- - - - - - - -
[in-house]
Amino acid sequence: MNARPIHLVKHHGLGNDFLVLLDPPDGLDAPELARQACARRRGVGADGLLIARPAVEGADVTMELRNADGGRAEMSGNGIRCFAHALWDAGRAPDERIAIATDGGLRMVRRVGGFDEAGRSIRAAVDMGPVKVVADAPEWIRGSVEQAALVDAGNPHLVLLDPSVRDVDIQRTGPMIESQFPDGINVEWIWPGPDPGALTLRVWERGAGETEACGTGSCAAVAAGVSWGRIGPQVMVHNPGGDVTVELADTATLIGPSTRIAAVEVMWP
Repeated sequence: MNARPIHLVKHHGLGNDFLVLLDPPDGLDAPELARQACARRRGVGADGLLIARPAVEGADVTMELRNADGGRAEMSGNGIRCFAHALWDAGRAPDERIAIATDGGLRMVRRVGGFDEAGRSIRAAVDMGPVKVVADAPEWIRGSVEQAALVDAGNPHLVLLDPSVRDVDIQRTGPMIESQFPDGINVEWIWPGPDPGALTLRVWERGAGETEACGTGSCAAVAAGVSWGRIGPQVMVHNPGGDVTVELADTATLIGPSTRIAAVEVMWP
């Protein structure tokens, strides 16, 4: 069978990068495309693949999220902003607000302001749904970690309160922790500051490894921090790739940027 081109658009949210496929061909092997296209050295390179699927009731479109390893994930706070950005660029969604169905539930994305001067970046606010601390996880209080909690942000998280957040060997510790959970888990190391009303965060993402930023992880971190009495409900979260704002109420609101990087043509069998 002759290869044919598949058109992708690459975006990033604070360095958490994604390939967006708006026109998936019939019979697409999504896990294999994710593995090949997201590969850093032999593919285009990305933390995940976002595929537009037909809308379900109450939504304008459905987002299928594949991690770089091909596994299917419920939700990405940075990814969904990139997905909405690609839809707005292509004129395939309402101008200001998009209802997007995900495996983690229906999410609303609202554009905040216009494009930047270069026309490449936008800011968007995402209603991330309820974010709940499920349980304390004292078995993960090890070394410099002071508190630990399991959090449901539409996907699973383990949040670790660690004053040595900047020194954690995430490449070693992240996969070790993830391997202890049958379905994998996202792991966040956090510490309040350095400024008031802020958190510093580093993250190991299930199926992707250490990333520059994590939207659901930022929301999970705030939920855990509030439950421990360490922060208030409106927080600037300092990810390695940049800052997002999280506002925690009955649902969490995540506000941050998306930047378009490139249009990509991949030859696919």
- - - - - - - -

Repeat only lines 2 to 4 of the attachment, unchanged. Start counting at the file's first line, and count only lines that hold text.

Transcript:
Amino acid sequence: MNARPIHLVKHHGLGNDFLVLLDPPDGLDAPELARQACARRRGVGADGLLIARPAVEGADVTMELRNADGGRAEMSGNGIRCFAHALWDAGRAPDERIAIATDGGLRMVRRVGGFDEAGRSIRAAVDMGPVKVVADAPEWIRGSVEQAALVDAGNPHLVLLDPSVRDVDIQRTGPMIESQFPDGINVEWIWPGPDPGALTLRVWERGAGETEACGTGSCAAVAAGVSWGRIGPQVMVHNPGGDVTVELADTATLIGPSTRIAAVEVMWP
Repeated sequence: MNARPIHLVKHHGLGNDFLVLLDPPDGLDAPELARQACARRRGVGADGLLIARPAVEGADVTMELRNADGGRAEMSGNGIRCFAHALWDAGRAPDERIAIATDGGLRMVRRVGGFDEAGRSIRAAVDMGPVKVVADAPEWIRGSVEQAALVDAGNPHLVLLDPSVRDVDIQRTGPMIESQFPDGINVEWIWPGPDPGALTLRVWERGAGETEACGTGSCAAVAAGVSWGRIGPQVMVHNPGGDVTVELADTATLIGPSTRIAAVEVMWP
């Protein structure tokens, strides 16, 4: 069978990068495309693949999220902003607000302001749904970690309160922790500051490894921090790739940027 081109658009949210496929061909092997296209050295390179699927009731479109390893994930706070950005660029969604169905539930994305001067970046606010601390996880209080909690942000998280957040060997510790959970888990190391009303965060993402930023992880971190009495409900979260704002109420609101990087043509069998 002759290869044919598949058109992708690459975006990033604070360095958490994604390939967006708006026109998936019939019979697409999504896990294999994710593995090949997201590969850093032999593919285009990305933390995940976002595929537009037909809308379900109450939504304008459905987002299928594949991690770089091909596994299917419920939700990405940075990814969904990139997905909405690609839809707005292509004129395939309402101008200001998009209802997007995900495996983690229906999410609303609202554009905040216009494009930047270069026309490449936008800011968007995402209603991330309820974010709940499920349980304390004292078995993960090890070394410099002071508190630990399991959090449901539409996907699973383990949040670790660690004053040595900047020194954690995430490449070693992240996969070790993830391997202890049958379905994998996202792991966040956090510490309040350095400024008031802020958190510093580093993250190991299930199926992707250490990333520059994590939207659901930022929301999970705030939920855990509030439950421990360490922060208030409106927080600037300092990810390695940049800052997002999280506002925690009955649902969490995540506000941050998306930047378009490139249009990509991949030859696919």